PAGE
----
It is so important to stand your ground with your fees. Your article provides some rgeat tips and reminders for those who struggle to set and hold to their fees.

  3. Tiffany, as always excellent advice. I do recall one time I negotiated against myself by continuing to talk after stating a rate. Whoops! I never made that mistake again.

  4. Great post and relevant. I can relate because I used to feel uncomfortable but no more. It was suggested to me to state my fees in the same tone/way I’d say “I’m eating an apple” or as you suggest, stating your address.
    #5 is great too and I agree!

  5. Great tips. Tips 3 (Say it and Hush it and 4 Don’t discount are tips I recommend in making any offer. After all as MEL says if you keep talking you end up negotiating with yourself.

  6. This is such a well written article! So many times people “talk themselves out of a sale” by continuing to talk. I like your “hush” advice.

  7. All critical advice to remember. Do they get their mortgage or rent payment reduced?
    I want to know what they need? What they value? Are they trying to grow themselves
    and or their business and what this might be worth to them first.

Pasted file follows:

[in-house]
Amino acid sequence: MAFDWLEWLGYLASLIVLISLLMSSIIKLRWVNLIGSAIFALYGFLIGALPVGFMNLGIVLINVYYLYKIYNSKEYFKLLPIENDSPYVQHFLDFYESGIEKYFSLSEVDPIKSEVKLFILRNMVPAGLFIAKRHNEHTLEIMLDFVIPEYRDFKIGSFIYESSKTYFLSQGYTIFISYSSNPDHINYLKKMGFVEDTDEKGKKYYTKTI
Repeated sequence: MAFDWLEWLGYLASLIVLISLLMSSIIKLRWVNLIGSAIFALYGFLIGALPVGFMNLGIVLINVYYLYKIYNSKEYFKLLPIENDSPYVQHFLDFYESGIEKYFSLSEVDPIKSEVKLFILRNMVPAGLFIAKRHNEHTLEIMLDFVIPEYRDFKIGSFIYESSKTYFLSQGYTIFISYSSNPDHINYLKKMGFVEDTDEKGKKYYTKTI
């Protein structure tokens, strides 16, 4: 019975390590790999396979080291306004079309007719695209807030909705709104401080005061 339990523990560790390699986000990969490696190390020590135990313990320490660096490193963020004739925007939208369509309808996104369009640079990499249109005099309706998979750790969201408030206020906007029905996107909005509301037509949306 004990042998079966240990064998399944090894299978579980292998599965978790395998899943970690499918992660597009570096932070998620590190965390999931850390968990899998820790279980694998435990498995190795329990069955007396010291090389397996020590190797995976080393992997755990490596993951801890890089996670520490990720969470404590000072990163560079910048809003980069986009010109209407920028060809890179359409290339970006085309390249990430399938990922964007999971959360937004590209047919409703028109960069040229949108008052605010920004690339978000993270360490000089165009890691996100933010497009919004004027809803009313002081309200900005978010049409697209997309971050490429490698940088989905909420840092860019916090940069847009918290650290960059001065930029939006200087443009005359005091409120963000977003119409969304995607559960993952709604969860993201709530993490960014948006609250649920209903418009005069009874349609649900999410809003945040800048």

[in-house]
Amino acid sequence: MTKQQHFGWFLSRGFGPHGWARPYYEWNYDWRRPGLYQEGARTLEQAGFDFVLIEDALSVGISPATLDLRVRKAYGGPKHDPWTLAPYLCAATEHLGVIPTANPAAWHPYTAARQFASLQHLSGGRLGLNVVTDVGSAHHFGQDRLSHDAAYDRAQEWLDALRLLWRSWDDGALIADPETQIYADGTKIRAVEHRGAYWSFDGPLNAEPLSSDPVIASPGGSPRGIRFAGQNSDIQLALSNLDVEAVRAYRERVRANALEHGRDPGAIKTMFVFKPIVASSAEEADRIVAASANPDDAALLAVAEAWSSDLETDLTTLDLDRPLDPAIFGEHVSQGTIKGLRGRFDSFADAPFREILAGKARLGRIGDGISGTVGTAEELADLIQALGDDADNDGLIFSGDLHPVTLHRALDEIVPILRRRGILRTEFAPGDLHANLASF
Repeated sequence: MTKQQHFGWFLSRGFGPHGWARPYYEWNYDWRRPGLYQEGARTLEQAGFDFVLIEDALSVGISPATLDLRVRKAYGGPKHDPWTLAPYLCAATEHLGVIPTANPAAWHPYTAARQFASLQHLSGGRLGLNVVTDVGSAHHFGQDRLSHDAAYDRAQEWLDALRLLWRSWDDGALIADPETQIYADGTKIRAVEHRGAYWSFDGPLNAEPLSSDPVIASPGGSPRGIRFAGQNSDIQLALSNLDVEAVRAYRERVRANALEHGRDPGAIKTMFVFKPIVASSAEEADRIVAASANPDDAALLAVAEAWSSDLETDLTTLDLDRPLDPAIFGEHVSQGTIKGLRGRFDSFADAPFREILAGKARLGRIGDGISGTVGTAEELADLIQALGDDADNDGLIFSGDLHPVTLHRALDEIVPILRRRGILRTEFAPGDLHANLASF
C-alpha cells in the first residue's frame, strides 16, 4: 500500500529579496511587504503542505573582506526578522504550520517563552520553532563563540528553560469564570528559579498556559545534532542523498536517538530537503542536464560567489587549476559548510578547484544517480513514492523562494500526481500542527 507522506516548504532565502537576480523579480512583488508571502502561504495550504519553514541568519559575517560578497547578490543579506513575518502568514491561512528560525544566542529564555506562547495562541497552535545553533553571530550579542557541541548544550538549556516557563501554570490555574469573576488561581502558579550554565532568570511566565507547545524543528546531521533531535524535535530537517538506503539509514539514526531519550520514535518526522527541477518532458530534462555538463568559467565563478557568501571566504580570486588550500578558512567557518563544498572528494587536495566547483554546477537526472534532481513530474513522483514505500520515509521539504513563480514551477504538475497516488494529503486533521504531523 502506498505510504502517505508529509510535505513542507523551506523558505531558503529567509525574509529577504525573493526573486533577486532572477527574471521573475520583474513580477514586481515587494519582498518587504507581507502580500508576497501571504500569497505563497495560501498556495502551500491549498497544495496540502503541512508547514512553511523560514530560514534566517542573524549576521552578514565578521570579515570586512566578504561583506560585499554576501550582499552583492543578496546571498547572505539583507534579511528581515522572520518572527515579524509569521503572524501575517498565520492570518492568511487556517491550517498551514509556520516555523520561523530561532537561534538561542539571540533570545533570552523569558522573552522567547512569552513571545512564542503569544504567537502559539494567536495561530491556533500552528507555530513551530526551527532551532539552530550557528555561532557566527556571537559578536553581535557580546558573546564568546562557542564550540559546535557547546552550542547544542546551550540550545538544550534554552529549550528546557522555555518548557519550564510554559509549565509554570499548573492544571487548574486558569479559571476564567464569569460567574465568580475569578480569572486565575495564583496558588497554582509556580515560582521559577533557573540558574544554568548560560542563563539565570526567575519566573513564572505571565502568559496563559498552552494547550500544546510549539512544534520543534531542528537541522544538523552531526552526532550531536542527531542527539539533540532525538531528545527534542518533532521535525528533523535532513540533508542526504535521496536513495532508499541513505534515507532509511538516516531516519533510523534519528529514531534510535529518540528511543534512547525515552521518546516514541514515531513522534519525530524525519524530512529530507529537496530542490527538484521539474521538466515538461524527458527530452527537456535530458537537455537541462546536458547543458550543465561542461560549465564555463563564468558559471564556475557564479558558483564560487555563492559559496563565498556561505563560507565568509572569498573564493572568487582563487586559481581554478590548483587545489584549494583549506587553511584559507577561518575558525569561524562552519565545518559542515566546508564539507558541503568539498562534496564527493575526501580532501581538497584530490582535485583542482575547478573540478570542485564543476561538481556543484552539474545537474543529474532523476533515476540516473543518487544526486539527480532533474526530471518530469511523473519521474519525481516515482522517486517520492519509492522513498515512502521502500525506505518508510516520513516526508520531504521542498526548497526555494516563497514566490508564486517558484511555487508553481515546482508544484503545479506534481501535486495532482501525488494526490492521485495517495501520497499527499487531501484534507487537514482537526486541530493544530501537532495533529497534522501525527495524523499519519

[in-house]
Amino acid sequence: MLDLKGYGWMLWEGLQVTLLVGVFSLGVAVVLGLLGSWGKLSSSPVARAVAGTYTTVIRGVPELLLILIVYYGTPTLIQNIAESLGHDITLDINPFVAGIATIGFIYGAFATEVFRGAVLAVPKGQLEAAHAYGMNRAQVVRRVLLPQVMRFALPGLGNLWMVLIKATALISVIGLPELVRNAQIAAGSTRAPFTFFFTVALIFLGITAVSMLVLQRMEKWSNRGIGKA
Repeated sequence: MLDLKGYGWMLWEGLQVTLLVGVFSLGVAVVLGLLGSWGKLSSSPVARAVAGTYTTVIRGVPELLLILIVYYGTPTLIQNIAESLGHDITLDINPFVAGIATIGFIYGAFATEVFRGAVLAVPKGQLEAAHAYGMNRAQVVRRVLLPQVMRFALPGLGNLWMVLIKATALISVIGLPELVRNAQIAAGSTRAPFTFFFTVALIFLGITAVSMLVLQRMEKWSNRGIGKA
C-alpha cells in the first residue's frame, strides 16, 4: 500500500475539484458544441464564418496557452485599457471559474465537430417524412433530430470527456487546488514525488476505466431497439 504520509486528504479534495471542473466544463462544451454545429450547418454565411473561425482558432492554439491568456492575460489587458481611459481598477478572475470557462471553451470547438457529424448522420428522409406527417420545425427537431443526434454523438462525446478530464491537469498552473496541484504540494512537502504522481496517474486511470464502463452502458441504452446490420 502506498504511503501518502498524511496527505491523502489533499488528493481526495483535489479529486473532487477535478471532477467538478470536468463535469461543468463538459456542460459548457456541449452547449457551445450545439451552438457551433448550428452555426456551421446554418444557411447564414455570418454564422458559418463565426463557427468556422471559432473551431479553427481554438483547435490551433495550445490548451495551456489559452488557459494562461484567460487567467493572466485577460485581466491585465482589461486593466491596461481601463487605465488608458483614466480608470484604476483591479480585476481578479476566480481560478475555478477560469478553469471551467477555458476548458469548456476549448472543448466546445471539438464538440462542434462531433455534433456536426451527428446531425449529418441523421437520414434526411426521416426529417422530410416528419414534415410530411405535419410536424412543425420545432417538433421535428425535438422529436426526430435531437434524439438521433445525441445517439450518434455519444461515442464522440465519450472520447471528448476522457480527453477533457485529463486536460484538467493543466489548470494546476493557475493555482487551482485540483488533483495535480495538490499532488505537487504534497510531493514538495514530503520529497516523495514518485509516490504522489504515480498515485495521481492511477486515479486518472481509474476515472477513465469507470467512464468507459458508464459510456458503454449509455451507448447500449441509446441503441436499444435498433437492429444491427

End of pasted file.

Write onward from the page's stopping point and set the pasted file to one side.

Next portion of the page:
8. If the first question is “what do you charge” it’s a red flag for me. We must be able to comfortably talk about the investment in our services to the right prospects who are serious about becoming paying customers. Often if price point is one of the first questions I’ll ask a few questions in return before answers. Like *”How do you feel about investing in services that will grow your business and bring you a return on investment?”
    * “What kind of results are you looking for?”
    * “What do you want to achieve?”
    Once I understand what a person wants to achieve I can share specific and tangible success stories that lead into the investment and the return on investment. :)
    Write on!~
    Lisa Manyon